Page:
Quote of the Day:

"Photographers flat-out refused to work with him," McLeod added. "He called them all racists. He threw that word around a lot. Nobody believed it."

Justin McLeod, former reporter with WDBJ television station in Roanoke, Va.

The horrific on camera shootings of reporter Alison Parker, 24, and photographer Adam Ward, 27, have brought out the usual calls for more gun control. Seeing these promising young people killed before our very eyes was such a raw experience that I don't even want to talk about the gun issue this morning.

But I do want to talk about this: gunman Vester Flanagan, who was a colleague who had reported for WDBJ under the name Bryce Williams (how does that even work–can I just write under any byline I'd like to use?)was eaten up with racial hatred. Flanagan was black. Alison Parker and Adam Ward were white.

Yes, he obviously had a loose screw to do something so terrible. But anger about race festered inside him and was also a motive that should not be discounted because it is uncomfortable. Racial animosity is rampant in our country, and Vester Flanagan drank deeply of this poisonous fountain.

As the Daily Beast reports:

Vester Lee Flanagan claimed in a suicide note Wednesday that June’s massacre of black parishioners at a South Carolina church was “the tipping point” that sent him on the path to murdering two journalists on live television Wednesday.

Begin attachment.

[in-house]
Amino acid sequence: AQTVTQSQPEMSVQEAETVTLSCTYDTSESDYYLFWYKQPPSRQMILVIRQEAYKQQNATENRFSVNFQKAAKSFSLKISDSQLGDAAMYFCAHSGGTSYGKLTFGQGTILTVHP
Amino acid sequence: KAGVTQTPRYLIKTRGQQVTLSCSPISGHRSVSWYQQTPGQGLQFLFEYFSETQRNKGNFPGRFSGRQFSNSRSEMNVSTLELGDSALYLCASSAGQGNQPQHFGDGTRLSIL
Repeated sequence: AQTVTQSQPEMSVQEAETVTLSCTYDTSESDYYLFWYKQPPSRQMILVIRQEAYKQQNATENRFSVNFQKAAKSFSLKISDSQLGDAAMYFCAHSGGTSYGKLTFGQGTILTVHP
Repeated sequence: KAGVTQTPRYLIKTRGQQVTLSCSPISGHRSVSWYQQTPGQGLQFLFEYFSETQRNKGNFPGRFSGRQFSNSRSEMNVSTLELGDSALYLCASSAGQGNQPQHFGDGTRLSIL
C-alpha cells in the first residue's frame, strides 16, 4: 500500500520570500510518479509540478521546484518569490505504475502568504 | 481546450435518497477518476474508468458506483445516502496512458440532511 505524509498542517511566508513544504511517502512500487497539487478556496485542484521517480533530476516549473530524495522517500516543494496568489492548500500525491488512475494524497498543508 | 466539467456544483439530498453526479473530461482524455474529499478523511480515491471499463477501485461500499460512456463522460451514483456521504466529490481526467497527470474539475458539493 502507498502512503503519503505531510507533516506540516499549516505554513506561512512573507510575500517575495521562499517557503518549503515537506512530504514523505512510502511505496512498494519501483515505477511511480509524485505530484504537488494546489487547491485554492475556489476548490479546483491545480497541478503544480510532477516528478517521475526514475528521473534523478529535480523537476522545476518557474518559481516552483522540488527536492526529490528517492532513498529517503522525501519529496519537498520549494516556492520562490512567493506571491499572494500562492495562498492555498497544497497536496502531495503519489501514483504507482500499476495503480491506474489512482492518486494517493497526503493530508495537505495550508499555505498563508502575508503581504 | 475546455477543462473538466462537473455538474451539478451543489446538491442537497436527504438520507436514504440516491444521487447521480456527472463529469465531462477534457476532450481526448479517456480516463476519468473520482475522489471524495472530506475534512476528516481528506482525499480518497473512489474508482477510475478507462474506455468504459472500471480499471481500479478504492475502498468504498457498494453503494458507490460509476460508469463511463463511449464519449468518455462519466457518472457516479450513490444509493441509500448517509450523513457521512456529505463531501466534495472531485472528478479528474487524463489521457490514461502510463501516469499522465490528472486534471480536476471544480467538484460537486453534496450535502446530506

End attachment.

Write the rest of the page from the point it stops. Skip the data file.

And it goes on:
But in court papers and interviews with The Daily Beast, former colleagues describe Flanagan as a problematic employee, who was repeatedly reprimanded for his harsh treatment of coworkers, and complained racism was behind harsh evaluations of his work.

“He just had a history of playing the race card,” former WTWC anchor Dave Leval told The Daily Beast. “I know he did that in Tallahassee a couple of times…”

The day Flanagan was fired from a Virginia TV station in 2013, his bosses called 911 because of his volatile behavior—an incident captured on camera by Adam Ward, a man who would later become one of his victims.

At a February 2013 meeting, managers at WDBJ7 in Roanoke told Flanagan he wasn’t a good fit and would be terminated. Flanagan became “agitated” before issuing a threat, one boss recalled in court papers.

Flanagan, who clearly was not suited for journalism, had unsuccessfully sued a previous news station, alleging that he suffered from racial discrimination.

Our hearts go out to the families of Alison Parker, whose clips played yesterday after her death show so much talent, and Adam Ward. Both were engaged to colleagues at the station.